For this reason, it is critically important for Damon that young people are given a sympathetic introduction to the American political tradition. A young person’s disposition toward their political heritage is an important factor in how that young person begins to identify him or herself; young people, Damon writes, “need to care about their society if they are to dedicate their concerted efforts toward citizenship.” Damon is therefore highly critical of the bitterly pessimistic formulation of the American tradition advanced by Howard Zinn. In addition to criticizing Zinn for imposing on readers an “epic feat of negativism,” he recalls his own conversations with Zinn about the effects of that negativism on young people. Zinn reported a letter from a high school student who said, “I read your book…. [Now] how can I keep from being thoroughly alienated and depressed?” We should ask, with Damon, whether a student who is alienated from and depressed about his heritage as a result of an unduly critical teaching about it will ever be able to appreciate that which is good about his tradition, or make a positive contribution to that which should be improved. At best, that student will withdraw, at worst, that student will seek to destroy that tradition – the good with the bad.
Without this appreciation of what is good in our past, Damon concludes, students cannot have hope for the future. Damon reminds us that the notions of American exceptionalism and the American Dream are related – and that, rightly understood, they refer to far more than just material success. America is special in that it “offers every U.S. citizen a chance to strive toward the aspirations they hold most dear, whether material, personal, social, or spiritual.” American young people can and should aspire to be far more than merely part of an envious, self-absorbed, rioting rabble like those young people who destroyed their own communities in the towns surrounding London – and their teachers should encourage them to do so.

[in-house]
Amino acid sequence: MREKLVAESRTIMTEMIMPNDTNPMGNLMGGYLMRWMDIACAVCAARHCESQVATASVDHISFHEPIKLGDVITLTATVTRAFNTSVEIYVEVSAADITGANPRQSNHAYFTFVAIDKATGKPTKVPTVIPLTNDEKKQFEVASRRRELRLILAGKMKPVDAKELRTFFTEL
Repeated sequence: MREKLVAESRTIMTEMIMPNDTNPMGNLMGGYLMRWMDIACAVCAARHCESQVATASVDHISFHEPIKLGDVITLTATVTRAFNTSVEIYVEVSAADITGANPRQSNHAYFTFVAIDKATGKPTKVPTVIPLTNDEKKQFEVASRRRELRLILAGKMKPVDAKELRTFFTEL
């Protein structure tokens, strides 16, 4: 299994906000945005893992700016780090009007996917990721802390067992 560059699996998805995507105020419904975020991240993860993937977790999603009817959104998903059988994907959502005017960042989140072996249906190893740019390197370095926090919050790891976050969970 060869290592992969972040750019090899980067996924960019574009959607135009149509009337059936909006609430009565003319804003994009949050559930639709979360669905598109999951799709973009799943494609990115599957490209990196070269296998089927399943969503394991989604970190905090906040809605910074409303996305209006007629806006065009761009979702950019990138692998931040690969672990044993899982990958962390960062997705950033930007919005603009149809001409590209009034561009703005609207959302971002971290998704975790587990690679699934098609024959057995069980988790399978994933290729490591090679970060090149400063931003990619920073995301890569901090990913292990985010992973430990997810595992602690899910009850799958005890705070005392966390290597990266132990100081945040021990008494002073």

Yet as Damon found in interviews with high school students, some students do not get this encouragement. One high school girl said, “Last year, the history teacher told us that the American Dream was dead…. I just – I didn’t believe that at all. If we didn’t dream, then we wouldn’t be doing anything. We wouldn’t be advancing as a society.” Another girl was more pessimistic, saying “I guess I’m not a true US citizen, or what America wants me to be, because America doesn’t even abide by their own rules or their own expectations, so I don’t know what a US citizen is…. I don’t know what [the American Dream] would mean to me. I heard [the phrase] so many times. And it’s crazy, and I don’t know what it is.”
Regardless of the differences of perspective or of experience that separate these two girls, it is clear that both of them want to live in a country they can believe in. If there is something in our country that is worth believing in – and it is my deepest conviction that there is – it is our responsibility as civic educators to communicate that worth with all of the confidence and skill we have to offer. The Bill of Rights Institute is here to support you in that indispensable effort.
What barriers do you face in your effort to educate young people to believe in the America we both love?
Posted in Staff Updates